A lot of work concerning Medication Safety still has to be done as can be the conclusion from the article in the Expert Review of Clinical Pharmacology; ‘Pharmacovigilance in resourve-limited countries’ (June 2015).
Abstract; ‘In the past 20 years, many low- and middle-income countries have created national pharmacovigilance (PV) systems and joined the WHO’s global PV network. However, very few of them have fully functional systems. Scientific evidence on the local burden of medicine-related harm and their preventability is missing. Legislation and regulatory framework as well as financial support to build sustainable PV systems are needed. Public health programs need to integrate PV to monitor new vaccines and medicines introduced through these programs. Signal analysis should focus on high-burden preventable adverse drug problems. Increased involvement of healthcare professionals from public and private sectors, pharmaceutical companies, academic institutions and the public at large is necessary to assure a safe environment for drug therapy. WHO has a major role in supporting and coordinating these developments.’
Pharmacovigilance in resource limited countries 2015
Within Universal Health Care programs an important role is defined for Medicines Benefit programs.
MSH is a very active organisation in that theme: MSH: managing medicines_benefits_making_universal_health_coverage_a_reality (29-02-216)
Conclusion of the MSH publication: “The objective is to create awareness of the key considerations for designing a sustainable medicines benefit program in LMICs. Ultimately, if people can better incorporate medicines in their [universal health coverage] programs, then we will be meeting the objective [of universal health coverage], which is to reduce out of pocket payments and ensure equitable access to quality care.’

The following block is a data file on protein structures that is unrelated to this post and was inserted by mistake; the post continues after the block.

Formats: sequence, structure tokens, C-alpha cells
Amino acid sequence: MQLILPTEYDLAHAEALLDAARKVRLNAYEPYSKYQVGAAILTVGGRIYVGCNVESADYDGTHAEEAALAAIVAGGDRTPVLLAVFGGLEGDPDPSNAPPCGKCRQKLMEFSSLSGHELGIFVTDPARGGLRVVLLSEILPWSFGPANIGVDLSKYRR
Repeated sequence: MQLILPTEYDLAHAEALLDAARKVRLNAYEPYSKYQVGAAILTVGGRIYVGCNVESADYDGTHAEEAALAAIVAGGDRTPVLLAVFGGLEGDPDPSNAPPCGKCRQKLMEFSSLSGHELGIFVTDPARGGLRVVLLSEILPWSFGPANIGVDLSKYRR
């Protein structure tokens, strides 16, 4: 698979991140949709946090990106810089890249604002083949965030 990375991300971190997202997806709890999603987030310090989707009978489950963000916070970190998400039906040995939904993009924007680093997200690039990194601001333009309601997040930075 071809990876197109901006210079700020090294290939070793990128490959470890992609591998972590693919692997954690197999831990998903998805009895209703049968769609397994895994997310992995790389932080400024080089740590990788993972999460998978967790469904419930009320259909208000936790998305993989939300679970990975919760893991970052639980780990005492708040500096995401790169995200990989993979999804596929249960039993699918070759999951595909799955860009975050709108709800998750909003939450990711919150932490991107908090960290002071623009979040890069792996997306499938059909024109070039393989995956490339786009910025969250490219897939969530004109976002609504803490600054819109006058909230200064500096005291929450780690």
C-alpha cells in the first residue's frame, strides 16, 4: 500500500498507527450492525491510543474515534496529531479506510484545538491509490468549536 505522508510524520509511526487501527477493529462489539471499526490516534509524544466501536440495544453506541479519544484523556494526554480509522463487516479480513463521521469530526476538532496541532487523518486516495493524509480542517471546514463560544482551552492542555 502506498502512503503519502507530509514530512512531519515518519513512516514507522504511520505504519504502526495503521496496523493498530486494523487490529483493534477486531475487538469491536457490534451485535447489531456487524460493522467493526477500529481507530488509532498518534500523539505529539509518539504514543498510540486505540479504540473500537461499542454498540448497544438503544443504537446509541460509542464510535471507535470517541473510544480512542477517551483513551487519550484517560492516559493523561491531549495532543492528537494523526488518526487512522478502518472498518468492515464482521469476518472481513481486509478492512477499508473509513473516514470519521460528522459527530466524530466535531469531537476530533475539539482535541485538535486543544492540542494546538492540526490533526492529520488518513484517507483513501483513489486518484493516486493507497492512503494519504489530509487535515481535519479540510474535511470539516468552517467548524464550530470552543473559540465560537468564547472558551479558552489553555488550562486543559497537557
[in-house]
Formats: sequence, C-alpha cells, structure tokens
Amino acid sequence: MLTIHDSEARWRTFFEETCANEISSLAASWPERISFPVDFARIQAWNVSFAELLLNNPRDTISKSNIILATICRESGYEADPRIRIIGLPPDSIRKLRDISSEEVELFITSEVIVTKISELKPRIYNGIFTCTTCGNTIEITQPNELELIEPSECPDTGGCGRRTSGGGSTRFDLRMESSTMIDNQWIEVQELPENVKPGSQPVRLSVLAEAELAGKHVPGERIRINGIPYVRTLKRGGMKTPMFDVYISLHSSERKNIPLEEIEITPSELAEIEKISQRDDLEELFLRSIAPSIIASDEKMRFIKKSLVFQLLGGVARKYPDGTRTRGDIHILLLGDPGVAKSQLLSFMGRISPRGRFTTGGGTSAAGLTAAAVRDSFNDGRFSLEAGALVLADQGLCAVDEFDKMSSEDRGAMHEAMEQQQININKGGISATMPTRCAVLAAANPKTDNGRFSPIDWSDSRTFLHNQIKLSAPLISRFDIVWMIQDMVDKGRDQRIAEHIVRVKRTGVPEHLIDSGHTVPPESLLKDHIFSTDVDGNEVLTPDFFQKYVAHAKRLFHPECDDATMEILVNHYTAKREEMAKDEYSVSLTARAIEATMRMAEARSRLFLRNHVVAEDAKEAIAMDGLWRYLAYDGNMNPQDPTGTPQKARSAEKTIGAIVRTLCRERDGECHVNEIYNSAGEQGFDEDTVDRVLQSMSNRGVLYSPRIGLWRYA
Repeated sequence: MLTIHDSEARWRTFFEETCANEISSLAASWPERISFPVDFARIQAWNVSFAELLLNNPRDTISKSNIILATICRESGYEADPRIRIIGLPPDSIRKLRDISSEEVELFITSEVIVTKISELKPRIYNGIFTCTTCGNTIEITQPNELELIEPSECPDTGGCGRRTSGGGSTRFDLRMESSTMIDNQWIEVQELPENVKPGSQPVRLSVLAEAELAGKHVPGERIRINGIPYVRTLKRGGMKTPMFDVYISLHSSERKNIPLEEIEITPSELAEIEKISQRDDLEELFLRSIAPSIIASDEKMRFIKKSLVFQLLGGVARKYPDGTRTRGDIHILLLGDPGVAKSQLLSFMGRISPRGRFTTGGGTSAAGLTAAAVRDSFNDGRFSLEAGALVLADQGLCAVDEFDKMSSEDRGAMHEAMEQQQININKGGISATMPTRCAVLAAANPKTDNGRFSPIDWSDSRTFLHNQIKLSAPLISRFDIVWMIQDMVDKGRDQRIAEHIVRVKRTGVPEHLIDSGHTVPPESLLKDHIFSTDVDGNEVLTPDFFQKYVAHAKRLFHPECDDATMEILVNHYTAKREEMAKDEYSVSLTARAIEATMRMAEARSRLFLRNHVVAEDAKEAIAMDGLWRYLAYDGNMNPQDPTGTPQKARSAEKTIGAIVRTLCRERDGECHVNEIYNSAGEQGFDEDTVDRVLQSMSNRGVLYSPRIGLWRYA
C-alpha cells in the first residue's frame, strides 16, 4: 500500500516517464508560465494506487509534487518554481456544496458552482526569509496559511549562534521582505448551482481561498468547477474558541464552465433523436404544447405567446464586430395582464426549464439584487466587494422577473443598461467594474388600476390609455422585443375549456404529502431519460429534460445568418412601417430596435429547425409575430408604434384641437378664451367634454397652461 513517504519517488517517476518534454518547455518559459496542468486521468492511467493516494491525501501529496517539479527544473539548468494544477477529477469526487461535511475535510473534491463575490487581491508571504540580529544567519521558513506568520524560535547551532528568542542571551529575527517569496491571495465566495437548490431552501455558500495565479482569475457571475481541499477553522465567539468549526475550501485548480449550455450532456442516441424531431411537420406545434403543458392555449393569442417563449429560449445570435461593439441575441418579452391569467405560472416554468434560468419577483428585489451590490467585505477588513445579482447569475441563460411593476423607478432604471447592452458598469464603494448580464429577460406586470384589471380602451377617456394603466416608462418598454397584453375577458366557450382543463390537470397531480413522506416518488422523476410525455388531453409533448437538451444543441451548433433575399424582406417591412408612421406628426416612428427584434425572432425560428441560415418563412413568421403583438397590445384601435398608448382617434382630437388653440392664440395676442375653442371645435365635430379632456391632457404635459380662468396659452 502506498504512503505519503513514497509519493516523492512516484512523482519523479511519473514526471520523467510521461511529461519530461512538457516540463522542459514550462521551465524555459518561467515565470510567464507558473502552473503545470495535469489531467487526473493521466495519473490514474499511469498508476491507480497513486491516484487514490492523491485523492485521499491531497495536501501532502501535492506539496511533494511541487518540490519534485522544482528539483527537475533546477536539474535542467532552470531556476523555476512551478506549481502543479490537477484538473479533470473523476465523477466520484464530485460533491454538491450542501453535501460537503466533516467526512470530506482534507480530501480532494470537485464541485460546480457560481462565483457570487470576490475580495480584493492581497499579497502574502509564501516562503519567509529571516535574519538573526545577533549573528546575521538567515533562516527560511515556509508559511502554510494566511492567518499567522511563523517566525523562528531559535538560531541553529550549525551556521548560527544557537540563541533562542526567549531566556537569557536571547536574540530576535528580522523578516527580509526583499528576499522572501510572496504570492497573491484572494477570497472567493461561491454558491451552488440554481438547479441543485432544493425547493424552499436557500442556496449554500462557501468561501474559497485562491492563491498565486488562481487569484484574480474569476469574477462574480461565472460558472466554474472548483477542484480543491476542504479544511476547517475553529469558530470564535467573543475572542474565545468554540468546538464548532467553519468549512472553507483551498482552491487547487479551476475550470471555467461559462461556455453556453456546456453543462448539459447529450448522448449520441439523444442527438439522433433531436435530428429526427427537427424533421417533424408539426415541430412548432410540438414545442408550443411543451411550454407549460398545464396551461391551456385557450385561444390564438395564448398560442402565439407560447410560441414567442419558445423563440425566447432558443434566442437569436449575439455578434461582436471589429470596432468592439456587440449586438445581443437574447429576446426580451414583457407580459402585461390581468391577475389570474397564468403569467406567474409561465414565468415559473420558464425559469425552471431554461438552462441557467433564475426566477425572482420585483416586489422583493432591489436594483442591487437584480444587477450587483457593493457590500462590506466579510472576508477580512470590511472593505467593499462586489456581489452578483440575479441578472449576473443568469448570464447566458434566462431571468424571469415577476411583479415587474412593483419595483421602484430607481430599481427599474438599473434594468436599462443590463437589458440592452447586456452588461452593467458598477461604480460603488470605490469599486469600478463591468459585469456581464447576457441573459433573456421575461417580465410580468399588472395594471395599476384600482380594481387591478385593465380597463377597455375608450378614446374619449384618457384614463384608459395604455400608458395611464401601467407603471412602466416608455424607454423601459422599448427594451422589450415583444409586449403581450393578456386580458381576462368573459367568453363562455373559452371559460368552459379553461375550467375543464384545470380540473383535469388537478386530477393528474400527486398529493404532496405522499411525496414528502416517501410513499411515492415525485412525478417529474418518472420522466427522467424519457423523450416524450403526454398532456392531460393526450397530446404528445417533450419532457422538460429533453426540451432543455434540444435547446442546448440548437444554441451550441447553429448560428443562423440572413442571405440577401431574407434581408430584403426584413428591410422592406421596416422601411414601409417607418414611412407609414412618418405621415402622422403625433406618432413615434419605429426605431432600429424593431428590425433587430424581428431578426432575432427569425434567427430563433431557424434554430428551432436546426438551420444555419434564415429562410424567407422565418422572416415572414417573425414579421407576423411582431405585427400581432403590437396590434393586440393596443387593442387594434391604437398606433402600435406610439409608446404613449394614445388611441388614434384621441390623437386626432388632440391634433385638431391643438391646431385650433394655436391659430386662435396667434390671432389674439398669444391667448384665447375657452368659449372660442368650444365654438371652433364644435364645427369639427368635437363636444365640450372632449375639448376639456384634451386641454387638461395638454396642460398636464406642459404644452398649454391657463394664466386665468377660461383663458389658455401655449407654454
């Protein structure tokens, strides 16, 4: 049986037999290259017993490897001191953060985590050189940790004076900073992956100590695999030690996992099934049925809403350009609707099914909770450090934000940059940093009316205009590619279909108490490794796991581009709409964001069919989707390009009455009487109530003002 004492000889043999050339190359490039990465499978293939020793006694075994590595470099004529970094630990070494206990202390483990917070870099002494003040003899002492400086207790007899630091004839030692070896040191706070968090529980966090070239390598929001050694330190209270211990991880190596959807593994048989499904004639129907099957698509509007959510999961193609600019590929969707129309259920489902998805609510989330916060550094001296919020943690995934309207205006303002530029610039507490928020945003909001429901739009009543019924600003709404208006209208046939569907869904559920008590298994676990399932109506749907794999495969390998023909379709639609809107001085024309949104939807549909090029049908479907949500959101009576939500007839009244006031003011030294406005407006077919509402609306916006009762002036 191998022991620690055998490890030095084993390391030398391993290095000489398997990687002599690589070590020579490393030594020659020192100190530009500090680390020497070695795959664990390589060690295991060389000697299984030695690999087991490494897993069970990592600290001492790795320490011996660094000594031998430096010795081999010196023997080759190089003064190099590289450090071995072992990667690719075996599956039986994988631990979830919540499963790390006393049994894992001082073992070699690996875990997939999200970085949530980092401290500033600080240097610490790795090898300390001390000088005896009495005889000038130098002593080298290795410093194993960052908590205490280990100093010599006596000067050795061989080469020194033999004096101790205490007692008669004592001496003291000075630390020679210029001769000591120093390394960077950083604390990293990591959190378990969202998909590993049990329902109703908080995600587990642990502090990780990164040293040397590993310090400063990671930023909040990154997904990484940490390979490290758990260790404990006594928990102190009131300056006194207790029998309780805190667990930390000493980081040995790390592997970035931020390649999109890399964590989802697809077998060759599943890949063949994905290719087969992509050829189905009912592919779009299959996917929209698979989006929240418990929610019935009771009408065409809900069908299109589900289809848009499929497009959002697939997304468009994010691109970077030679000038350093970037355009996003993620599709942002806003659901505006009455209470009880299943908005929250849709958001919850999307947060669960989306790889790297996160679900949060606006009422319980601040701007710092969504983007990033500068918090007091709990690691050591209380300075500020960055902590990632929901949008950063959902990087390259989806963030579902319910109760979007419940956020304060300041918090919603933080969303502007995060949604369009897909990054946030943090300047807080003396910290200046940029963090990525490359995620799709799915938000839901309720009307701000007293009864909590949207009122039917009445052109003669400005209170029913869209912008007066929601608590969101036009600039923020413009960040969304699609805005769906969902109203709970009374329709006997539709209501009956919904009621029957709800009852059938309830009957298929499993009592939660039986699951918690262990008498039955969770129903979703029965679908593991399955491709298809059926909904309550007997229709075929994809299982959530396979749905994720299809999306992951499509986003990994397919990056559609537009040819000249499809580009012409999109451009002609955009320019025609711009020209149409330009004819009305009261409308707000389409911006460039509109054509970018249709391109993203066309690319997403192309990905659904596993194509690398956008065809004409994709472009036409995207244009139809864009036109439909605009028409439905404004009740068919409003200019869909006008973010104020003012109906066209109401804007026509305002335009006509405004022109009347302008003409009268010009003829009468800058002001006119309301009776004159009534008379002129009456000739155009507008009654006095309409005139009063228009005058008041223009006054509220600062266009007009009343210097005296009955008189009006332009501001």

At the GIMS office we think; besides the needed Medicines Benefits Program a parallel Medication Safety Program should be created!
Today, 25th of May 2016, a side event was organised by the WHO at the 69th World Health Assembly with a clear focus; Medication Safety.
“Addressing the Global Challenge of Medication Safety to Improve Patient Safety and Quality of Care”.
The side event session will review the problem of unsafe medication practices and existing challenges to medication safety; explore key strategies for the safety of medication practices, and reduction of medication errors and medication-associated harm to improve patient safety and quality of care; and introduce the next WHO Global Patient Safety Challenge on Medication Safety for high-level advocacy and call for concerted global and country actions on medication safety.
The side event is co-chaired by:
His Excellency Piotr Stachazyk, Ambassador, Permanent Representative of
Poland to the UN Office in Geneva
Sir Liam Donaldson, WHO Envoy for Patient Safety
Dr Edward Kelley, Director, Service Delivery and Safety Department, WHO
The side event is sponsored by Poland and co-sponsored by Malaysia, Oman
and Sri Lanka.
For additional information, please contact
Dr Neelam Dhingra, Coordinator, Patient Safety and Quality Improvement, WHO
We look forward to your attendance!
Shelby Kemper, PharmD, MPH
Patient Safety and Quality Improvement Unit
World Health Organization
In Middle-income country Mongolia pharmacy business is economically booming and therefor also the number of pharmacies and pharmacists. But is the health of the Mongolians themselves also booming?
After a personal working visit the following conclusions could be made:
- Pharmacies function primarly as a logistic service for the general public and just use ICT for logistics and financial administration.
- Professional patient pharmaceutical counseling (e.g. controls on dosage, interactions, contra-indications) is very, very limited.